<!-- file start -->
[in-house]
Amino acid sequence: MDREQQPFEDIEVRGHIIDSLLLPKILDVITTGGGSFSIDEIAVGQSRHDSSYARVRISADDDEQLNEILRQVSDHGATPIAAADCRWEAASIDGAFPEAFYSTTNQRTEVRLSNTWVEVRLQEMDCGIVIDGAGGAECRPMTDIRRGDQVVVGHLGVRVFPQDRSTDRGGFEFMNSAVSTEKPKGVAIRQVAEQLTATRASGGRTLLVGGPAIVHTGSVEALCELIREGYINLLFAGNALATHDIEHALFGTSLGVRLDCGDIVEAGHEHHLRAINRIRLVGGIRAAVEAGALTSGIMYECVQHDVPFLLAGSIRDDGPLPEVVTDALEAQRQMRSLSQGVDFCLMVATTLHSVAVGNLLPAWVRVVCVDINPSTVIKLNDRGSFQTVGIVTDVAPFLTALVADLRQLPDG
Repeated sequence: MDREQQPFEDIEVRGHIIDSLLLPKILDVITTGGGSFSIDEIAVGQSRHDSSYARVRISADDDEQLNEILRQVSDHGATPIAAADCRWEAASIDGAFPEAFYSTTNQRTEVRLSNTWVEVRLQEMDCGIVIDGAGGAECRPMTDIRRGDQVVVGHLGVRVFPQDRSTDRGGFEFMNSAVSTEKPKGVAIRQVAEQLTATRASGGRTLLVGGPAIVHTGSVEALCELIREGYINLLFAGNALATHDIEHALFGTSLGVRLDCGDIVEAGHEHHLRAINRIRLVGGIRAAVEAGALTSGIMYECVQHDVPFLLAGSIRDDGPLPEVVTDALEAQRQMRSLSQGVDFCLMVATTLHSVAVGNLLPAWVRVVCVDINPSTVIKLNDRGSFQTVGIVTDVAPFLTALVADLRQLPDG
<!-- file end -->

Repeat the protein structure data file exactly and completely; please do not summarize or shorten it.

[in-house]
Amino acid sequence: MDREQQPFEDIEVRGHIIDSLLLPKILDVITTGGGSFSIDEIAVGQSRHDSSYARVRISADDDEQLNEILRQVSDHGATPIAAADCRWEAASIDGAFPEAFYSTTNQRTEVRLSNTWVEVRLQEMDCGIVIDGAGGAECRPMTDIRRGDQVVVGHLGVRVFPQDRSTDRGGFEFMNSAVSTEKPKGVAIRQVAEQLTATRASGGRTLLVGGPAIVHTGSVEALCELIREGYINLLFAGNALATHDIEHALFGTSLGVRLDCGDIVEAGHEHHLRAINRIRLVGGIRAAVEAGALTSGIMYECVQHDVPFLLAGSIRDDGPLPEVVTDALEAQRQMRSLSQGVDFCLMVATTLHSVAVGNLLPAWVRVVCVDINPSTVIKLNDRGSFQTVGIVTDVAPFLTALVADLRQLPDG
Repeated sequence: MDREQQPFEDIEVRGHIIDSLLLPKILDVITTGGGSFSIDEIAVGQSRHDSSYARVRISADDDEQLNEILRQVSDHGATPIAAADCRWEAASIDGAFPEAFYSTTNQRTEVRLSNTWVEVRLQEMDCGIVIDGAGGAECRPMTDIRRGDQVVVGHLGVRVFPQDRSTDRGGFEFMNSAVSTEKPKGVAIRQVAEQLTATRASGGRTLLVGGPAIVHTGSVEALCELIREGYINLLFAGNALATHDIEHALFGTSLGVRLDCGDIVEAGHEHHLRAINRIRLVGGIRAAVEAGALTSGIMYECVQHDVPFLLAGSIRDDGPLPEVVTDALEAQRQMRSLSQGVDFCLMVATTLHSVAVGNLLPAWVRVVCVDINPSTVIKLNDRGSFQTVGIVTDVAPFLTALVADLRQLPDG